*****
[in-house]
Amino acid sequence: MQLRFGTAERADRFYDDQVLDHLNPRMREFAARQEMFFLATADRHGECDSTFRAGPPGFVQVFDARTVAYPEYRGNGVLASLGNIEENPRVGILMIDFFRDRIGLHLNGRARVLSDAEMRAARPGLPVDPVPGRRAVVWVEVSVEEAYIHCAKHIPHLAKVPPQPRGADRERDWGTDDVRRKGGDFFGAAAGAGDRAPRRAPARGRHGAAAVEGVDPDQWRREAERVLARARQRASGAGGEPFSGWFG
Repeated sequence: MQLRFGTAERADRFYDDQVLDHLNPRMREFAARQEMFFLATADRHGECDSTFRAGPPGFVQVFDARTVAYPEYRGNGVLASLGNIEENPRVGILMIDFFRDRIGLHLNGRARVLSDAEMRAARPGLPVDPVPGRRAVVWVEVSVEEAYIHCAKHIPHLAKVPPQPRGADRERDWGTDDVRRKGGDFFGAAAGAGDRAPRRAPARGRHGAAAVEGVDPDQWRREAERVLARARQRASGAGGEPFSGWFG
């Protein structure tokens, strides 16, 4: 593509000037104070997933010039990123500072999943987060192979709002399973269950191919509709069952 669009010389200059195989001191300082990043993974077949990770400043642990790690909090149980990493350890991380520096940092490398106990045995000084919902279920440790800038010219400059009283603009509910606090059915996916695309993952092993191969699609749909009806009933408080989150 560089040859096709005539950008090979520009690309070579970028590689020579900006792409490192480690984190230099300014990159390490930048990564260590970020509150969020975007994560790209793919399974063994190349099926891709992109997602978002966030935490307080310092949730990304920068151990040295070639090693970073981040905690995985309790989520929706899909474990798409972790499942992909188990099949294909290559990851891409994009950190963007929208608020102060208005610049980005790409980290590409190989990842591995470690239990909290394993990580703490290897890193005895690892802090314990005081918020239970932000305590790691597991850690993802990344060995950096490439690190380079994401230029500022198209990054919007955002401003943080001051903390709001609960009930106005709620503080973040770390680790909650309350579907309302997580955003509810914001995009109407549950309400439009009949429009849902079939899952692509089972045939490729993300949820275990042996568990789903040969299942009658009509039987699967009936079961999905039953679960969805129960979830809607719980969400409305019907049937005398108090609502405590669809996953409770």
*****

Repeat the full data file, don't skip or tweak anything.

[in-house]
Amino acid sequence: MQLRFGTAERADRFYDDQVLDHLNPRMREFAARQEMFFLATADRHGECDSTFRAGPPGFVQVFDARTVAYPEYRGNGVLASLGNIEENPRVGILMIDFFRDRIGLHLNGRARVLSDAEMRAARPGLPVDPVPGRRAVVWVEVSVEEAYIHCAKHIPHLAKVPPQPRGADRERDWGTDDVRRKGGDFFGAAAGAGDRAPRRAPARGRHGAAAVEGVDPDQWRREAERVLARARQRASGAGGEPFSGWFG
Repeated sequence: MQLRFGTAERADRFYDDQVLDHLNPRMREFAARQEMFFLATADRHGECDSTFRAGPPGFVQVFDARTVAYPEYRGNGVLASLGNIEENPRVGILMIDFFRDRIGLHLNGRARVLSDAEMRAARPGLPVDPVPGRRAVVWVEVSVEEAYIHCAKHIPHLAKVPPQPRGADRERDWGTDDVRRKGGDFFGAAAGAGDRAPRRAPARGRHGAAAVEGVDPDQWRREAERVLARARQRASGAGGEPFSGWFG
């Protein structure tokens, strides 16, 4: 593509000037104070997933010039990123500072999943987060192979709002399973269950191919509709069952 669009010389200059195989001191300082990043993974077949990770400043642990790690909090149980990493350890991380520096940092490398106990045995000084919902279920440790800038010219400059009283603009509910606090059915996916695309993952092993191969699609749909009806009933408080989150 560089040859096709005539950008090979520009690309070579970028590689020579900006792409490192480690984190230099300014990159390490930048990564260590970020509150969020975007994560790209793919399974063994190349099926891709992109997602978002966030935490307080310092949730990304920068151990040295070639090693970073981040905690995985309790989520929706899909474990798409972790499942992909188990099949294909290559990851891409994009950190963007929208608020102060208005610049980005790409980290590409190989990842591995470690239990909290394993990580703490290897890193005895690892802090314990005081918020239970932000305590790691597991850690993802990344060995950096490439690190380079994401230029500022198209990054919007955002401003943080001051903390709001609960009930106005709620503080973040770390680790909650309350579907309302997580955003509810914001995009109407549950309400439009009949429009849902079939899952692509089972045939490729993300949820275990042996568990789903040969299942009658009509039987699967009936079961999905039953679960969805129960979830809607719980969400409305019907049937005398108090609502405590669809996953409770």